In the first weekend of June 2013, I attended the American Humanist Conference here in San Diego, CA. On the second night, they awarded journalist and author Greta Christina with the LGBT Humanist Pride Award. Her acceptance speech was amazing. She wowed the crowd with ideas and inspiration to get out and work, and she did speak about what the humanist and atheist movement can learn from the LGBT movement. But she brought up one point that really stuck out to me, one that left me thinking the whole drive home and the next day.
In the humanist and atheist movement, we are traditionally and overwhelmingly accepting of the LGBT community, but we need to do better. The area we need to improve the most? The T part. We are amazingly accepting of LGB, but we fall short on the T, the transgender community. I am not personally sure why this is, but I have some thoughts.
When it comes to the LGB, we all seem to know someone, either very directly and personally or indirectly. We understand their struggle and we want to fight right along with them. However, I think very few have a direct connection to the transgender community, or at the very least, we don’t think we do, because of the terrible social stigma still attached to it. Many of us probably do know someone who is transgender, but is still too afraid to come out.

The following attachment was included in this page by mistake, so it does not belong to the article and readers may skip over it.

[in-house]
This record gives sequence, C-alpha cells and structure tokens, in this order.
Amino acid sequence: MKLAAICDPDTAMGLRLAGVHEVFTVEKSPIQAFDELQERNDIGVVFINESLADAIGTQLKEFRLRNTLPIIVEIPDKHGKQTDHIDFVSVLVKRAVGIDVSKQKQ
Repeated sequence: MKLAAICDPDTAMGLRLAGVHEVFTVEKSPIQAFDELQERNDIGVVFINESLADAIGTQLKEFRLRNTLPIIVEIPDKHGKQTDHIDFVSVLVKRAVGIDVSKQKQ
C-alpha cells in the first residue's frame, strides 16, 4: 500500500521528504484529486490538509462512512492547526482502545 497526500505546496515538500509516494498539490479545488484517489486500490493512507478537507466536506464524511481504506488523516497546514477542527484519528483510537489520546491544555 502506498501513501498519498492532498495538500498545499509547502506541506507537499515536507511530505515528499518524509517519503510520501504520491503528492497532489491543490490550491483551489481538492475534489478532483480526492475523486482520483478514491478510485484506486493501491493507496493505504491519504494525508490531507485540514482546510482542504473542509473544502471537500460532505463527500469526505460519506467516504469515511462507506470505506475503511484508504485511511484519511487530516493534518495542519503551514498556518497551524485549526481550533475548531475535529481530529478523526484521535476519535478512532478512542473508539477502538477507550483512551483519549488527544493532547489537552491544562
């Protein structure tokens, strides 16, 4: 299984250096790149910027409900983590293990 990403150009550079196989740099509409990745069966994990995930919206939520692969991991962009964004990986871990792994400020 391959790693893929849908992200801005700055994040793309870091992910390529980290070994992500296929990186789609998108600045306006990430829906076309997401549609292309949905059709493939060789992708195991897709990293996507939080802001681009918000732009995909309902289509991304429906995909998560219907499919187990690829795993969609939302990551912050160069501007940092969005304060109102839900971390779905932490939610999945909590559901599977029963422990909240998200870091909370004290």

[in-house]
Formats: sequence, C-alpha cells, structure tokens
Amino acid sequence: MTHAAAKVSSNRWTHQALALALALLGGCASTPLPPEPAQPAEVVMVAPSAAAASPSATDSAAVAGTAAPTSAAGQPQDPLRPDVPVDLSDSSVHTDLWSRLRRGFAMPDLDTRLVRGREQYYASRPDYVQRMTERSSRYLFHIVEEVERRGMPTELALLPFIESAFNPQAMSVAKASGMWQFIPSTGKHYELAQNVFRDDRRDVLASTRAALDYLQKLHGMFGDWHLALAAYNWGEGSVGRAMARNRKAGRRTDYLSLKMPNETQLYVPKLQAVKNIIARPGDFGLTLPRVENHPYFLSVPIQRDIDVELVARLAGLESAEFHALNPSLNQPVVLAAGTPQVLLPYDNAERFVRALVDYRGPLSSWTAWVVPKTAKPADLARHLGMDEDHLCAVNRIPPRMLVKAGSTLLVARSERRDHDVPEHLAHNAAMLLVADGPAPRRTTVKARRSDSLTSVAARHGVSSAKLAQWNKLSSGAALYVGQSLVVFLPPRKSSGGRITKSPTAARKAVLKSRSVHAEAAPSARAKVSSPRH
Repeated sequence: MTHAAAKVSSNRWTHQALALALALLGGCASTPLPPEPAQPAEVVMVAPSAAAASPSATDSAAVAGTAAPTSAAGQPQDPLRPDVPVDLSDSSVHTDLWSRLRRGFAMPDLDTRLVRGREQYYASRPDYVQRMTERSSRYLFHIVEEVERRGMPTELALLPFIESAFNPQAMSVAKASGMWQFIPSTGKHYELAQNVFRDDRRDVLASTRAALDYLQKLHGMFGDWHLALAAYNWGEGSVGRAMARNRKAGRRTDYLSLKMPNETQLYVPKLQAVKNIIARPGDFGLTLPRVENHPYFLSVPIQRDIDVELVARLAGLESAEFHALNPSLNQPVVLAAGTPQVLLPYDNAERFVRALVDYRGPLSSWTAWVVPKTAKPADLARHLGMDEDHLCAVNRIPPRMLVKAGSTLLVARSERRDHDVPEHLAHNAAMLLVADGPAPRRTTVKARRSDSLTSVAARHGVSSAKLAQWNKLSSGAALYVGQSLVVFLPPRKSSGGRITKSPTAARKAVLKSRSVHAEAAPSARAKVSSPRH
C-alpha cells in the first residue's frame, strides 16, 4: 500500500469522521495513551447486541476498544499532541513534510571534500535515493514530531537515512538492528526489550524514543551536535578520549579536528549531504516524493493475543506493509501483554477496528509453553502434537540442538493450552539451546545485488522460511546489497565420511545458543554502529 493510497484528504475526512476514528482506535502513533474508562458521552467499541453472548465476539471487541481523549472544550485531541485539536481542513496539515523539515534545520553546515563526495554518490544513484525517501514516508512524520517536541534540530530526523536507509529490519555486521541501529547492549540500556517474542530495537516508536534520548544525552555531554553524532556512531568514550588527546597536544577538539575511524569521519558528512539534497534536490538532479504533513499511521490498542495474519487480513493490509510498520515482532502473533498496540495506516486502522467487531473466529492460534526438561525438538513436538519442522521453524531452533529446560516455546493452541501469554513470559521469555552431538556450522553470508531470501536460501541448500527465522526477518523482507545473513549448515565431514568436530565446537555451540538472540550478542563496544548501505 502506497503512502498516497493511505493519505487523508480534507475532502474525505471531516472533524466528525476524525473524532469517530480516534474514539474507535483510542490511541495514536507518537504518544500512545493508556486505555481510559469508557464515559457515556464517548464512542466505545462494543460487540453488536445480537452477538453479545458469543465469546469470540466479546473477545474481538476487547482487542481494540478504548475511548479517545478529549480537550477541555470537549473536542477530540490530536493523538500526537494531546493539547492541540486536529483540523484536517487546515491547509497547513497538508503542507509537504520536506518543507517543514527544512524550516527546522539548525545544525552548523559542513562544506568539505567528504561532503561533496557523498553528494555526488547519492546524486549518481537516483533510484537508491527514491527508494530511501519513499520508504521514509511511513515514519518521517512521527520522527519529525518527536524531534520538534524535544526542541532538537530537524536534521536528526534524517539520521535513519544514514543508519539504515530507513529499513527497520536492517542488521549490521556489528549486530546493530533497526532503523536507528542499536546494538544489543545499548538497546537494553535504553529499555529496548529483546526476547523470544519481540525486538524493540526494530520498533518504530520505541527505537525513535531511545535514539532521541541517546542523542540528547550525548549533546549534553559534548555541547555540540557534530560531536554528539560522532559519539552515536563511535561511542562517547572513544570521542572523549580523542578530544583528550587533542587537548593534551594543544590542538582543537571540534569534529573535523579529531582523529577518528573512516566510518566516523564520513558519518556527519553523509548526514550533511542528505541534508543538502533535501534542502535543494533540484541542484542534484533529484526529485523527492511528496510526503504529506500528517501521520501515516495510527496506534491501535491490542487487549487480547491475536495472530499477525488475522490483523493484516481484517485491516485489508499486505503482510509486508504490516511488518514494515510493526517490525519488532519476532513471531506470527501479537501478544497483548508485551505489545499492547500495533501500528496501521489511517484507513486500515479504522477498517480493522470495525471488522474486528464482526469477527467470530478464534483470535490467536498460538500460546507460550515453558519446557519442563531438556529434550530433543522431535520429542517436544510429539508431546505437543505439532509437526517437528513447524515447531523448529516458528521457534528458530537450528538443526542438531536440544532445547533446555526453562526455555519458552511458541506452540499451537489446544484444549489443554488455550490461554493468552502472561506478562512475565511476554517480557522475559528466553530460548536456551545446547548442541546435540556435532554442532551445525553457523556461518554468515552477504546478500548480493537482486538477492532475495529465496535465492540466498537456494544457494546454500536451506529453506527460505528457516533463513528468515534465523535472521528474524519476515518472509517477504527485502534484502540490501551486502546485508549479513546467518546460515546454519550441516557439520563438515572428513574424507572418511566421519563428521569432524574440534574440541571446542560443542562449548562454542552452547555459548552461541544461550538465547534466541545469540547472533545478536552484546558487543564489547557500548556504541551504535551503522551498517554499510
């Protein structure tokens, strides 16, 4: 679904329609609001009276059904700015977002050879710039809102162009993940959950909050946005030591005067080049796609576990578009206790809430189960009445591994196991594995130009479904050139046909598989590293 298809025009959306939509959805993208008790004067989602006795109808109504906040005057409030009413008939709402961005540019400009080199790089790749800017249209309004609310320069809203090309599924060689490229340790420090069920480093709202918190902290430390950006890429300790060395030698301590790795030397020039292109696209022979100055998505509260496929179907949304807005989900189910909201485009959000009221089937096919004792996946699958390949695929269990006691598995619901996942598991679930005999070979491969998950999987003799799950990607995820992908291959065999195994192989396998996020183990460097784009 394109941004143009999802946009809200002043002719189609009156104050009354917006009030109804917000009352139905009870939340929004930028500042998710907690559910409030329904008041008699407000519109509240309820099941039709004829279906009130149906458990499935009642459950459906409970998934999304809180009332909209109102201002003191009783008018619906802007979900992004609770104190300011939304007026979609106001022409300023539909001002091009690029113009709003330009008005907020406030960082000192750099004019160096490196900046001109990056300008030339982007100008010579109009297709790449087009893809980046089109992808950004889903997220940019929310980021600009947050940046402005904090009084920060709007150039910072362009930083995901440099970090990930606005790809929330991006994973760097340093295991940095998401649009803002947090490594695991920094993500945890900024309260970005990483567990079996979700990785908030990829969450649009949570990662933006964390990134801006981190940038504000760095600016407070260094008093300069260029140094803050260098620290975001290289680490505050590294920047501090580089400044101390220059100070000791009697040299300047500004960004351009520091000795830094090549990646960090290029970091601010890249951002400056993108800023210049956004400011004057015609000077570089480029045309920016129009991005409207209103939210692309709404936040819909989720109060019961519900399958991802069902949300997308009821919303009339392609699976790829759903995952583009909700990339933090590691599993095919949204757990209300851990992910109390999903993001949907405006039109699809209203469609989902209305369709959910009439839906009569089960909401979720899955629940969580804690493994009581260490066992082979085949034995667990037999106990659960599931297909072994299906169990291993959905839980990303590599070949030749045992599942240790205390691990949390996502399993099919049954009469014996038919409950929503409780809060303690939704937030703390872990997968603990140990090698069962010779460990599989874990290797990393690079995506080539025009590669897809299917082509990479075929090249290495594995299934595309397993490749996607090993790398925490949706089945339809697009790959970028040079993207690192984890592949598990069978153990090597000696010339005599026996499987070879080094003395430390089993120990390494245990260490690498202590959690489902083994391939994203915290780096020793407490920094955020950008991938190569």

I think the fact that it is still so hard for the LGBT community to come out in so many parts of this country is one of the biggest battles transgender people face, and as humanists, we will embark in this battle with them, but we have to make sure to include them all, not just who we know. It is our duty, as humanists, to work towards erasing the social attitudes towards traditional gender roles, and create an environment of safety and understanding for those who do not fit into our society’s current gender roles. No matter how small a group appears (and I say appears because I do believe it’s much larger than we know, and once we rewrite social norms, we will get to know many more) we should be fighting for their rights as humans.
So please, learn as much as you can about the transgender community, especially in your area, reach out to them and offer support through your humanist group, or on your own. Find out what you can do for them and let’s be sure to include everyone in our struggle together. L G B and T.
This post first appeared on EmilyHasBooks.com in June of 2013.
(Image: Ted Eytan / Creative Commons 2.0)